What does it mean to be careful? How does self-care affect others?
As a child, we’re reminded to be careful crossing the street. One option is to find contentment on the side of the street we’re already on, so as to avoid any unnecessary risk. Another is to approach ‘full of care’ - to pause, look both ways, and confidently move forward. In many ways this public health scenario asks us to do both. And to focus attention on how we care for ourselves and the impact that has on others. That ‘self care’ benefits ourselves and others is an important reminder and my hope is that we can engage in self care as a strategy to shift our minds from worry and panic when those feelings arise. I’d like to share some specific tips for improving resilience and supporting health from a Chinese medicine perspective.
First, start with these common sense CDC guidelines:
Avoid close contact with people who are sick.
Avoid touching your eyes, nose, and mouth.
Stay home when you are sick.
Cover your cough or sneeze with a tissue, then throw the tissue in the trash.
Clean and disinfect frequently touched objects and surfaces using a regular household cleaning spray or wipe.
Wash your hands frequently, using soap and water.
Insights from Chinese Medicine
Physicians in China are using a combination of western medicine and Chinese herbs to treat patients. The physician must diagnose the quality of the pathogen, as well as the constitution of the patient before selecting the appropriate herbal formula.
An interview with Dr. Jin Zhao and his experience treating patients with Covid-19 in Wuhan China gives insights about how this disease is seen through the lens of Chinese medicine. In many cases patients in isolation are being treated via telemedicine by experts throughout China.
Dr. Zhao explains that this virus/pathogen is cold and damp and creates a ‘climate’ very similar to a cold, wet, snow-banked winter. The virus increases congestion and mucus (dampness) which impairs respiration. Therefore the strategy to cure many patients has involved using herbs and foods that are slightly warming and drying and taking steps to strengthen the immune system while protecting oneself from exposure.
Tips from Chinese Medicine
Avoid eating excess cold, damp, greasy foods. This is actually good advise in general, but also relates to covid-19 specifically. Since the pathogen is cold and damp, consuming these kinds of foods on a regular basis could exacerbate your reaction to the pathogen should you become exposed. We often view health and body through an ecological lens: if your garden is cold, muddy and damp, you may be facing a flood if it rains heavily. if your garden is dry and warm, then the extra precipitation may not create such havoc.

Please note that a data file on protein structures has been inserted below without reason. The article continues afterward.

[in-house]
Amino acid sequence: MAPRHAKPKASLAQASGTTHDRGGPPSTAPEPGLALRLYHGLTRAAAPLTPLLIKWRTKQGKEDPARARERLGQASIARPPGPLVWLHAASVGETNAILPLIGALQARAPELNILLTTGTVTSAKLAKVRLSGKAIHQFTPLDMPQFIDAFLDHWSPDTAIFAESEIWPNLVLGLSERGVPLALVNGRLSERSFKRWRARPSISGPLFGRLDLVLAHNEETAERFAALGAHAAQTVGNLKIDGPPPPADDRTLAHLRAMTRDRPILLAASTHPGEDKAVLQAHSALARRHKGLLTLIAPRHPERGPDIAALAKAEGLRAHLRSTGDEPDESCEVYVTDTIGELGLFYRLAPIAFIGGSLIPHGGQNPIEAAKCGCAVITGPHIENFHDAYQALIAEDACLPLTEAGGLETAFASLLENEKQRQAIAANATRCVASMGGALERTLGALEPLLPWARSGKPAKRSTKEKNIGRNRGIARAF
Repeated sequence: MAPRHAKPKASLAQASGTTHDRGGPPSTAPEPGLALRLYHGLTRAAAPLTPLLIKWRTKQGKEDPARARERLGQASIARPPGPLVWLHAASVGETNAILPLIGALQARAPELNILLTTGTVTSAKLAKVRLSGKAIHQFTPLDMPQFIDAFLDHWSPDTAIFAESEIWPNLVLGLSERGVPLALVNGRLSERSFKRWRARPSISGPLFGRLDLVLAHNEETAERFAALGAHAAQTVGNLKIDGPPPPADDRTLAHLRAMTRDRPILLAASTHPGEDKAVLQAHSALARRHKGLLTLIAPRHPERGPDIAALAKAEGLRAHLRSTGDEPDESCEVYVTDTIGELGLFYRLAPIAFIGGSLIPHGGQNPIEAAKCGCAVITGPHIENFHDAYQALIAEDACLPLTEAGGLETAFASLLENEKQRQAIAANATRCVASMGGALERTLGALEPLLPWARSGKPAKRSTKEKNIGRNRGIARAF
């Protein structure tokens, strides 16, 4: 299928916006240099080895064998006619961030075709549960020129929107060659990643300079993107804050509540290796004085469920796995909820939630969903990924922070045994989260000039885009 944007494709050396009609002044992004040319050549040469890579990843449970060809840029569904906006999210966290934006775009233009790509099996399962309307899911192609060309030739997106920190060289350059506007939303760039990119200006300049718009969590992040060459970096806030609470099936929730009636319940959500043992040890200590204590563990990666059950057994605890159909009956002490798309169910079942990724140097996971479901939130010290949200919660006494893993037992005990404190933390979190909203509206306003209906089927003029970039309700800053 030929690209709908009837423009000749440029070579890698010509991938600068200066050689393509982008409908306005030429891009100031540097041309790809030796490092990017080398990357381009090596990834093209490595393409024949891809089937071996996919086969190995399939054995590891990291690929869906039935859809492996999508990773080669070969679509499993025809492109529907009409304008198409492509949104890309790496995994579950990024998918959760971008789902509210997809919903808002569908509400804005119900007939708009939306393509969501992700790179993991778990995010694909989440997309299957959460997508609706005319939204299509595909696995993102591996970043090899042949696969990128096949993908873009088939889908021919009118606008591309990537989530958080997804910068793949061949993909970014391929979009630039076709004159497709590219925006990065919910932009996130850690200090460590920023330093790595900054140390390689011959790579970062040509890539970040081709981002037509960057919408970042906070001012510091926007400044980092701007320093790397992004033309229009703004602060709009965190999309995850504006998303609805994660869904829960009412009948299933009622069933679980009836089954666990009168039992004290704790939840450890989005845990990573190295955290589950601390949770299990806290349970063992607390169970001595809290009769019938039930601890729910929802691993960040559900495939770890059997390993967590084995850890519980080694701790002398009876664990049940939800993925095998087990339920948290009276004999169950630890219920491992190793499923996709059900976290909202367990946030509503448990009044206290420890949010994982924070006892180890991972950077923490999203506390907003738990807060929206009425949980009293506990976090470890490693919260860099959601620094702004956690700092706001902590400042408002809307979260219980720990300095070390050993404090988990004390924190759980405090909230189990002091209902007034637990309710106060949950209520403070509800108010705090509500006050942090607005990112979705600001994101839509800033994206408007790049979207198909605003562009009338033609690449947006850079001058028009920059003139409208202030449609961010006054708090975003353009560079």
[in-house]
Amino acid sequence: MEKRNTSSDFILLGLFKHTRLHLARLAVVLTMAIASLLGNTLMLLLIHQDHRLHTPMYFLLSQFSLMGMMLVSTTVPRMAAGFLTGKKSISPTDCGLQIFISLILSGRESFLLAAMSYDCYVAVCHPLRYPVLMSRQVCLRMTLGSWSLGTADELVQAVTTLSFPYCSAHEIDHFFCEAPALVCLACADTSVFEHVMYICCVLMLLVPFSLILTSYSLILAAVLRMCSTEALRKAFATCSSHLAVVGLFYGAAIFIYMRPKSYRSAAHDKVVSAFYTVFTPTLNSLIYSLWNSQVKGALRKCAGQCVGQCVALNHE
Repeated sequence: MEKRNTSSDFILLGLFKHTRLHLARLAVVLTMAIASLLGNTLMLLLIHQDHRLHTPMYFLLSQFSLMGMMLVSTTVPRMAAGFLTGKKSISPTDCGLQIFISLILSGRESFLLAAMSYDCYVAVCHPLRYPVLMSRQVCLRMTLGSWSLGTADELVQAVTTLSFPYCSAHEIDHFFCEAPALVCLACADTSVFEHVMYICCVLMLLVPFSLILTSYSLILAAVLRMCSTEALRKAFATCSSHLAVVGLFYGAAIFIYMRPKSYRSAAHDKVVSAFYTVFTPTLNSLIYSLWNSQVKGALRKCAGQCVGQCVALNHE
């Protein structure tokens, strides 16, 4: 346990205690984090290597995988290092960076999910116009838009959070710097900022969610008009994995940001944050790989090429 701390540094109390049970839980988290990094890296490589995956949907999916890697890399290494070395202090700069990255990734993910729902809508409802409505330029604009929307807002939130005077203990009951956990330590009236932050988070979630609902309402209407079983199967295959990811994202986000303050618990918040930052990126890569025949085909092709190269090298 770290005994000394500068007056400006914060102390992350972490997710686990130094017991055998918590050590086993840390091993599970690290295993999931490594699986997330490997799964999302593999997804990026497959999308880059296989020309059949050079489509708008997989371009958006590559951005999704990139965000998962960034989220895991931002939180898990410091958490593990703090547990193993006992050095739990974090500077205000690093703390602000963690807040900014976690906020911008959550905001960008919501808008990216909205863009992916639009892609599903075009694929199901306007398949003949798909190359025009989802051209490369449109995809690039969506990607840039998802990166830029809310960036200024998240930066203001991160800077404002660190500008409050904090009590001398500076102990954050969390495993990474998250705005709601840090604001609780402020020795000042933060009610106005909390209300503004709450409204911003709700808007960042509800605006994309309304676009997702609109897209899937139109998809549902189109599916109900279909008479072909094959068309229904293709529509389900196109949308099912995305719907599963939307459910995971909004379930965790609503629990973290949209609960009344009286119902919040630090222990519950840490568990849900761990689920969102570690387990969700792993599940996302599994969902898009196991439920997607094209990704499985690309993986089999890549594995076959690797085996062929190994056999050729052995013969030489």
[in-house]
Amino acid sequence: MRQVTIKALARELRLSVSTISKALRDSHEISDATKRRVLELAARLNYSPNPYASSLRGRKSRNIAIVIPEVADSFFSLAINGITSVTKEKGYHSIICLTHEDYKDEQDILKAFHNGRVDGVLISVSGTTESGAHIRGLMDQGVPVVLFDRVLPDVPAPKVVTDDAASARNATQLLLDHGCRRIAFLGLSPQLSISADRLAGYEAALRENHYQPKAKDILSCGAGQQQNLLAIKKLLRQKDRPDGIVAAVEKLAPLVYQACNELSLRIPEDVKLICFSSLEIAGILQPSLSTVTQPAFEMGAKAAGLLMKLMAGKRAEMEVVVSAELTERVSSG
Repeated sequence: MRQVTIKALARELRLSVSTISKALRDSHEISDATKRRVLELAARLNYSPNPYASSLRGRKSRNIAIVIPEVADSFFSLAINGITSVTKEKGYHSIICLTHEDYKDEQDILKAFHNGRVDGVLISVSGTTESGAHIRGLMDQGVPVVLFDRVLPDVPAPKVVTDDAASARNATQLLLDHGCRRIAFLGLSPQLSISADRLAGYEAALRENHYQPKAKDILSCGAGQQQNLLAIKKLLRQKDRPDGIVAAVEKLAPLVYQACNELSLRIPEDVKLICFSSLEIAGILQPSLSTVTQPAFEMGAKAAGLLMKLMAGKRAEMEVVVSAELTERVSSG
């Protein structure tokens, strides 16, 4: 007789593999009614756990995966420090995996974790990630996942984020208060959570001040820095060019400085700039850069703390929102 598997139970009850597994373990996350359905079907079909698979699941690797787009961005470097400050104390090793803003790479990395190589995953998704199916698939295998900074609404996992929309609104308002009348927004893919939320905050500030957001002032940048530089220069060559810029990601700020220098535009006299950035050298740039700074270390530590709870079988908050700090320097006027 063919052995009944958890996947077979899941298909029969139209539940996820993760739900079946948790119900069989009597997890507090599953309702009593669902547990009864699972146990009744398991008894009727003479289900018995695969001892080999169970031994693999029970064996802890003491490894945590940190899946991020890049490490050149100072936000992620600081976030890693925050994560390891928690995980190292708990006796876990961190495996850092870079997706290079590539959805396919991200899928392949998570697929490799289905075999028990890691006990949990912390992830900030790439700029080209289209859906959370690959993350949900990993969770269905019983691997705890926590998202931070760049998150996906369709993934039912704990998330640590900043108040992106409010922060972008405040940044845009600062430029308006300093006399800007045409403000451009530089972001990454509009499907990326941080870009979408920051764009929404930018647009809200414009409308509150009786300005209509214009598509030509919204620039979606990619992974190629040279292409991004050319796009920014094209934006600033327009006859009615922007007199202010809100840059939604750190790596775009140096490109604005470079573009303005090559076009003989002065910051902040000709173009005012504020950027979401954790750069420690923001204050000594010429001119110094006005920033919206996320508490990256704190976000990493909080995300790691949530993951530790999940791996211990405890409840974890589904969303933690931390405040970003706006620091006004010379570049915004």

Damp foods are those that get sticky when heated (such as sugar and dairy); they tend to increase phlegm and mucus and would ideally be consumed only occasionally
(ice cream and flavored yogurts are examples of cold + damp, sorry!!)
Choose foods that are room temperature or warmer and easily digested rather than overly rich/fried, processed, damp and cold foods. Eat a variety of foods including plenty of vegetables and fruits, quality proteins and grains. Soups and stews are nourishing options and taste delicious.
Avoid foods that cause your body distress. All bodies are unique; if there are foods that don't agree with you, consider eliminating or reducing them to decrease stress on your digestive system. A strong digestive system improves immunity and assimilation of nourishment.
Enjoy herbal teas that are gently warming and cleansing, such as ginger, cinnamon, tulsi, lemon.
Strengthen your resistance and improve immunity
Allow yourself the rest and sleep you need. If you have trouble sleeping through the night, allow yourself a quick nap, rest, or simply lie down for 15-30 minutes during the day.
Exercise and movement will help reduce stagnation and gently cleanse your system, opening your pores and stimulating optimal function. Too much exercise can deplete your system, while not enough can create stagnation; listen to your body. For example, if your lifestyle is stressful you may benefit from regular gentle exercise rather than hard workouts every day. Regardless, movement will keep you healthy, body and mind!
Chinese herbal formulas can help to create a barrier to illness by improving digestion and strengthening the immune system. I will have some preventative formulas in stock
Listen to your body
Stay home and rest if you feel sick ~ as a healthcare provider my office will be following CDC guidelines for isolation. If you are unsure if you should come to our appointment, please call, text or email me. Over the phone I can offer dietary and/or herbal suggestions, though not as a substitute for western medical care. I will cancel if I am sick, so as not to expose you to a potential illness.
Chinese herbal formulas can help treat symptoms during an illness. I will be stocking specific formulas for cold/flu that can be stashed in the medicine cabinet and used as needed.
Remember...self care is not selfish!
Center for Disease Control Coronavirus 2019, accessed online, 3/7/20, https://www.cdc.gov/coronavirus/2019-nCoV/index.html
Qiological Podcast, Special Episode-Treating the Coronavirus With Chinese Medicine • Jin Zhao • Qi126, accessed online, 3/8/20, https://qiological.com/epidemic-disease/
American Society of Acupuncture Covid-19 Information Sheet, accessed online, 3/7/20https://www.asacu.org/wp-content/uploads/ASA-COVID-19-Info-Sheet.pdf
Pitchford, Paul. Healing with Whole Foods, Asian Traditions and Modern Nutrition, North Atlantic Books 3rd edition 2002.